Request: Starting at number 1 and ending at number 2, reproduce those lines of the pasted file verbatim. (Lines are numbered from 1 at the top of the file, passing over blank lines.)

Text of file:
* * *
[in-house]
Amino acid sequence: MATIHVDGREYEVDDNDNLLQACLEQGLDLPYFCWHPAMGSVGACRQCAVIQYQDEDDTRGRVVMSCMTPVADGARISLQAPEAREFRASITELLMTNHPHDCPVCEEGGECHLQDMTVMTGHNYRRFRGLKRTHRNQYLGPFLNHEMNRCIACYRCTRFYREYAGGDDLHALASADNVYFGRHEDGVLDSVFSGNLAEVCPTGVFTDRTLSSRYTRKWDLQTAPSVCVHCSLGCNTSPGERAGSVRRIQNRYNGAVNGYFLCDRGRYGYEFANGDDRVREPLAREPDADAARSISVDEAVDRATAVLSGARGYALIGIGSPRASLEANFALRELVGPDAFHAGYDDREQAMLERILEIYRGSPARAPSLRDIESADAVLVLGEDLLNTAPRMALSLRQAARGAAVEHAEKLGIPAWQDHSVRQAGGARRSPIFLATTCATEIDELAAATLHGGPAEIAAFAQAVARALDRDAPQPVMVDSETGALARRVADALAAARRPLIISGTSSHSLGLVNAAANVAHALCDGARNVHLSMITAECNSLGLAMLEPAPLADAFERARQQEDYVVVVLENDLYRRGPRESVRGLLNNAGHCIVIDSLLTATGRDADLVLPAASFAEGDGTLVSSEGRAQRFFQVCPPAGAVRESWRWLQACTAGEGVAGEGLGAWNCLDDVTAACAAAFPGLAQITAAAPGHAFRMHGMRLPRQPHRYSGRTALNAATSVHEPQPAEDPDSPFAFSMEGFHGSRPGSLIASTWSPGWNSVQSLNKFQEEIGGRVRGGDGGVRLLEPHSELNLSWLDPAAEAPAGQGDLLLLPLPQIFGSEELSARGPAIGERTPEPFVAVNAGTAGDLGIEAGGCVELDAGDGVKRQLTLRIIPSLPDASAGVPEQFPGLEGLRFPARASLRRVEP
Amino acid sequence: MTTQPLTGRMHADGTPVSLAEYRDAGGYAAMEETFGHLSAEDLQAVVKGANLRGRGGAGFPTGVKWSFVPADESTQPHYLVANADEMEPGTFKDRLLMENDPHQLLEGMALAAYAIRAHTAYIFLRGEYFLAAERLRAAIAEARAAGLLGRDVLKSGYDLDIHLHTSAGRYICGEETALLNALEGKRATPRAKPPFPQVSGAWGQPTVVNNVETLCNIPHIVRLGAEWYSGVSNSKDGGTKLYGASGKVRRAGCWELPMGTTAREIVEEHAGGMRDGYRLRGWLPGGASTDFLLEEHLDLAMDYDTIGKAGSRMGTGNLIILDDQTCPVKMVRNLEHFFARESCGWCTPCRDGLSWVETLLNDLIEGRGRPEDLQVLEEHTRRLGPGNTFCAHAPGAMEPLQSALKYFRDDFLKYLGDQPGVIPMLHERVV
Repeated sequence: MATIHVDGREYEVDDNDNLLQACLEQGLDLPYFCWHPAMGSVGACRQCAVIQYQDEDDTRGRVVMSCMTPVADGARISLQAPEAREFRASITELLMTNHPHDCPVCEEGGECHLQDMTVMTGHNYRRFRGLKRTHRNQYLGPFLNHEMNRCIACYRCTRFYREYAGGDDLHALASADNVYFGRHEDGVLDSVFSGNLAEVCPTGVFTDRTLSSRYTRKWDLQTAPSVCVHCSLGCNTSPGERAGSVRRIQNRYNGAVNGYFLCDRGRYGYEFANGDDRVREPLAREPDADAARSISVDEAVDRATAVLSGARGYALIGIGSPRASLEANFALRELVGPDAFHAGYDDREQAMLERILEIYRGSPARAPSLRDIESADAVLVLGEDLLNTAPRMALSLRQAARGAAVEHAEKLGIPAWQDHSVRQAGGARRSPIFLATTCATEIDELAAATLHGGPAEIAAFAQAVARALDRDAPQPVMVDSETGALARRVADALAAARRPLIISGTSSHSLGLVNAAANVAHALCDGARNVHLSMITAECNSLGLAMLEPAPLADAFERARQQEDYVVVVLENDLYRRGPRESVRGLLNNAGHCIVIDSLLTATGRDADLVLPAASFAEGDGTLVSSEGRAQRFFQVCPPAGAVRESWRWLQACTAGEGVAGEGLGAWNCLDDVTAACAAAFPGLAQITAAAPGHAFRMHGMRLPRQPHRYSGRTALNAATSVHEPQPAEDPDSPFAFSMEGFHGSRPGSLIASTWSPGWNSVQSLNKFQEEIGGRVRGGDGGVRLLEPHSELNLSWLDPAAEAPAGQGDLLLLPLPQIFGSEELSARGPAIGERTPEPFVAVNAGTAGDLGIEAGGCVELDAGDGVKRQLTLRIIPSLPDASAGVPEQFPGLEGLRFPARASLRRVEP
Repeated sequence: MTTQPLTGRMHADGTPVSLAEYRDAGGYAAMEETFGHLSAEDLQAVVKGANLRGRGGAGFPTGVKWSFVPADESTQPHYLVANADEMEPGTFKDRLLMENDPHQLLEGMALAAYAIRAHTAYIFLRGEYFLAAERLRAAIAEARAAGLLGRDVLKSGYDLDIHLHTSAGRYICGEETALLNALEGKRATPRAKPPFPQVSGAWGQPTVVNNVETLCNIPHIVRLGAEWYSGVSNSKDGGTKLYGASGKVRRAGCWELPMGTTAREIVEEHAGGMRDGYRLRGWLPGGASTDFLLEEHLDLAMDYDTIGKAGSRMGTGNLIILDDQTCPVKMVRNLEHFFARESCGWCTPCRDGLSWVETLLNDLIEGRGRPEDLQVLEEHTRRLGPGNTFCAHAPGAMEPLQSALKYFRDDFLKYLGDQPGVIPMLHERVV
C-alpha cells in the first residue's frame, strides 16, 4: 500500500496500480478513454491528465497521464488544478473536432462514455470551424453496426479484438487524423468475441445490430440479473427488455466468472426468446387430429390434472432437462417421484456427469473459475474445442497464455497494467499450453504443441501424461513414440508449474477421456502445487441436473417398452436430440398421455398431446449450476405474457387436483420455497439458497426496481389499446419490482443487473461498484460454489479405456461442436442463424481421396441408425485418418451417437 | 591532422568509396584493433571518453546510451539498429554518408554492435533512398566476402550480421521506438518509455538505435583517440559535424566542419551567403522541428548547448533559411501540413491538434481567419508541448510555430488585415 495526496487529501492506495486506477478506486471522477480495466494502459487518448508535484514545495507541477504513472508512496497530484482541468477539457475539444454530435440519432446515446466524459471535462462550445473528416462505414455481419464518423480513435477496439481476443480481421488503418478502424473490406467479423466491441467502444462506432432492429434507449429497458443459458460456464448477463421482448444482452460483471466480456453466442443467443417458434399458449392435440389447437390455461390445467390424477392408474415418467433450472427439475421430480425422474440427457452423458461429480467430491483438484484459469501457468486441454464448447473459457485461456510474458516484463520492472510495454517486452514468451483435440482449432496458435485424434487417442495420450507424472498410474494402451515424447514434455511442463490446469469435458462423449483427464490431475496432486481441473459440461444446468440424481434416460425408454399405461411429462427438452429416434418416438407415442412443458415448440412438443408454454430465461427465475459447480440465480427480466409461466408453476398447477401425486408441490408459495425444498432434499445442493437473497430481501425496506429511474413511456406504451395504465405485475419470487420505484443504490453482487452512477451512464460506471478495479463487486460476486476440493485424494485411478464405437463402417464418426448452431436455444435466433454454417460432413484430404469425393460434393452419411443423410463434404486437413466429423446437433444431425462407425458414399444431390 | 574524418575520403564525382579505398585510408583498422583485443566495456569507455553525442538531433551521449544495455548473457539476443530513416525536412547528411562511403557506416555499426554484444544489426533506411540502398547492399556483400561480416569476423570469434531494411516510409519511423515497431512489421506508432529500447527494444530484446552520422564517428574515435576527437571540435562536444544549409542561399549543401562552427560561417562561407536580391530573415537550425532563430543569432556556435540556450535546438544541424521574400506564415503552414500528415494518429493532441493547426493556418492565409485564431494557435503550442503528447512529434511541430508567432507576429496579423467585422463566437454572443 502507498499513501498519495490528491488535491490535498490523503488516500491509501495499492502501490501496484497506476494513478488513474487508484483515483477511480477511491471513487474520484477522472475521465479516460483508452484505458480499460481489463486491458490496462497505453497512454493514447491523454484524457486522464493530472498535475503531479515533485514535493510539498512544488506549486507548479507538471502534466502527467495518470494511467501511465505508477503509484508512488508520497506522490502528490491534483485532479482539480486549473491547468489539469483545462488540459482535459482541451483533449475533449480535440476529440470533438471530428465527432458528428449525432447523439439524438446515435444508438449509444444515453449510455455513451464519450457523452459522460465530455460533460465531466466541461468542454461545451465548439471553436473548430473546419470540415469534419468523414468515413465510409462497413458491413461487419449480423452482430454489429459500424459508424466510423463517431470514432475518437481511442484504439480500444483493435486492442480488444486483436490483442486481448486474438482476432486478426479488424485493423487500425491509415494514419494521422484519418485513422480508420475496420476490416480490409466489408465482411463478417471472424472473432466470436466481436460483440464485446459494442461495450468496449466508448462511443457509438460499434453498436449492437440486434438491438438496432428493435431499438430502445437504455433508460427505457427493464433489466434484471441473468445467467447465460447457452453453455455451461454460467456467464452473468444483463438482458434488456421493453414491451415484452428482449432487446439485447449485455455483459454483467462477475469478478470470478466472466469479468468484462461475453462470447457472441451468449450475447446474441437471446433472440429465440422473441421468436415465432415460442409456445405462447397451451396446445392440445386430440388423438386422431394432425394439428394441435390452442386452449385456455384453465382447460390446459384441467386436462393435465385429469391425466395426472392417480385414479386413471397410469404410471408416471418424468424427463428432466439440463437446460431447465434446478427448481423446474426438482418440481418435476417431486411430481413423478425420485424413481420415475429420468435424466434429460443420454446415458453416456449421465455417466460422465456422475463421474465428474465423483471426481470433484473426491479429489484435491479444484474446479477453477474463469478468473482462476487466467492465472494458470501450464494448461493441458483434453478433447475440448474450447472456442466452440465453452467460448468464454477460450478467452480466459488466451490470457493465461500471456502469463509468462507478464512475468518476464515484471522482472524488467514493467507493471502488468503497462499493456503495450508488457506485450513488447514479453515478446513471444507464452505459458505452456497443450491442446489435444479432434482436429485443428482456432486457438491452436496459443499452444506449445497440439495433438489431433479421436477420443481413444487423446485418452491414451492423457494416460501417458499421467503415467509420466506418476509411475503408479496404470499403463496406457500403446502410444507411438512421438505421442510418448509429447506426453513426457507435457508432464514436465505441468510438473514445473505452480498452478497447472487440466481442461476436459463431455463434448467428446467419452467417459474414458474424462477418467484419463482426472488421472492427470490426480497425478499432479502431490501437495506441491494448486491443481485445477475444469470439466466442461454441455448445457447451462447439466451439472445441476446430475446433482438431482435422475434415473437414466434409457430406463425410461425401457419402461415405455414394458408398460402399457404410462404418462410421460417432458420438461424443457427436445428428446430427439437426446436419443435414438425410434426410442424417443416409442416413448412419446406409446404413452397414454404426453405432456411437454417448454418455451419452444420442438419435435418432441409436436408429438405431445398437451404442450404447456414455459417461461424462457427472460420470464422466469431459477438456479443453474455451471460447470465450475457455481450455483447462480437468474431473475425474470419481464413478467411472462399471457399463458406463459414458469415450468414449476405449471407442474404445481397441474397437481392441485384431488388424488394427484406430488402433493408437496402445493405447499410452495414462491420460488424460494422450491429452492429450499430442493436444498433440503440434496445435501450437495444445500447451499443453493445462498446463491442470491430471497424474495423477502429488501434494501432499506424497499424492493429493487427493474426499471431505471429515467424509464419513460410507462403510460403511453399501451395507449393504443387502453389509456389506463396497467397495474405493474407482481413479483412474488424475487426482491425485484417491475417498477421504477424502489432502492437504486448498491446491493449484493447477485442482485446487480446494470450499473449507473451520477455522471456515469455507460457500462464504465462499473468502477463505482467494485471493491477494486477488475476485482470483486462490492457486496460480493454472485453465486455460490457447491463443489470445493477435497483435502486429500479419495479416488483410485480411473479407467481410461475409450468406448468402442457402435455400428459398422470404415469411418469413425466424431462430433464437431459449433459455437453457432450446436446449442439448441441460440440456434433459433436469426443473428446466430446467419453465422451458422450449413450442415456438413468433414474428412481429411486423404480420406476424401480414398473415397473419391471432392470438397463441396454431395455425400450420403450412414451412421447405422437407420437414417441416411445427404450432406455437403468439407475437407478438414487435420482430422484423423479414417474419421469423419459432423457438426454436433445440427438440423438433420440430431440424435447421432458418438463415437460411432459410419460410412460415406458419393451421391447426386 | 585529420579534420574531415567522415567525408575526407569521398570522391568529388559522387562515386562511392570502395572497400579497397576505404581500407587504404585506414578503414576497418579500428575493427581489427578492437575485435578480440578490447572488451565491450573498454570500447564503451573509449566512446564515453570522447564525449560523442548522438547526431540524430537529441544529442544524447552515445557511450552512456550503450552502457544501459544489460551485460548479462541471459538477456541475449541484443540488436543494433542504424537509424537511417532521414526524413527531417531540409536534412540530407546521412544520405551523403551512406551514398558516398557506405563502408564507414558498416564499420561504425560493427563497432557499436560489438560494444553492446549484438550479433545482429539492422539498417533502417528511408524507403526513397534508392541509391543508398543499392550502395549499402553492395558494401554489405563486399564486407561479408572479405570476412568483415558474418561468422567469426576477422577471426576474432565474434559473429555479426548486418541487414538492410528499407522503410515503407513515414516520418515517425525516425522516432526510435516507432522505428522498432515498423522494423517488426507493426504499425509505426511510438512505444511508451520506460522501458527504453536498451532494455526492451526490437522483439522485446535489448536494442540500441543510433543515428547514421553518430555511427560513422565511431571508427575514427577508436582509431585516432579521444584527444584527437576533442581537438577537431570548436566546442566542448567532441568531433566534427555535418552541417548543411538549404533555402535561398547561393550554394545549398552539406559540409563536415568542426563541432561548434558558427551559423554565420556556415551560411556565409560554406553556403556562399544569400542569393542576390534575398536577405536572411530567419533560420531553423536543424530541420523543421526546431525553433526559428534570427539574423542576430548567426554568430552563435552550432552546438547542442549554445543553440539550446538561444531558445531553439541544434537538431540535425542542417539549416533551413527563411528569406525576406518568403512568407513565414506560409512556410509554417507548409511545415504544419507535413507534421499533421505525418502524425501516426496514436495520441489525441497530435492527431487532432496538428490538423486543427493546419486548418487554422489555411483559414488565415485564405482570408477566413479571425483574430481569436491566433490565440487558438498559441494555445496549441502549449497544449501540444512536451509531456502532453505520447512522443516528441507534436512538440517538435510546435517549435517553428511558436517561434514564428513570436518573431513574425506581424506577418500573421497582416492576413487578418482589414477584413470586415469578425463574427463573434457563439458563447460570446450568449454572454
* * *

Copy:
[in-house]
Amino acid sequence: MATIHVDGREYEVDDNDNLLQACLEQGLDLPYFCWHPAMGSVGACRQCAVIQYQDEDDTRGRVVMSCMTPVADGARISLQAPEAREFRASITELLMTNHPHDCPVCEEGGECHLQDMTVMTGHNYRRFRGLKRTHRNQYLGPFLNHEMNRCIACYRCTRFYREYAGGDDLHALASADNVYFGRHEDGVLDSVFSGNLAEVCPTGVFTDRTLSSRYTRKWDLQTAPSVCVHCSLGCNTSPGERAGSVRRIQNRYNGAVNGYFLCDRGRYGYEFANGDDRVREPLAREPDADAARSISVDEAVDRATAVLSGARGYALIGIGSPRASLEANFALRELVGPDAFHAGYDDREQAMLERILEIYRGSPARAPSLRDIESADAVLVLGEDLLNTAPRMALSLRQAARGAAVEHAEKLGIPAWQDHSVRQAGGARRSPIFLATTCATEIDELAAATLHGGPAEIAAFAQAVARALDRDAPQPVMVDSETGALARRVADALAAARRPLIISGTSSHSLGLVNAAANVAHALCDGARNVHLSMITAECNSLGLAMLEPAPLADAFERARQQEDYVVVVLENDLYRRGPRESVRGLLNNAGHCIVIDSLLTATGRDADLVLPAASFAEGDGTLVSSEGRAQRFFQVCPPAGAVRESWRWLQACTAGEGVAGEGLGAWNCLDDVTAACAAAFPGLAQITAAAPGHAFRMHGMRLPRQPHRYSGRTALNAATSVHEPQPAEDPDSPFAFSMEGFHGSRPGSLIASTWSPGWNSVQSLNKFQEEIGGRVRGGDGGVRLLEPHSELNLSWLDPAAEAPAGQGDLLLLPLPQIFGSEELSARGPAIGERTPEPFVAVNAGTAGDLGIEAGGCVELDAGDGVKRQLTLRIIPSLPDASAGVPEQFPGLEGLRFPARASLRRVEP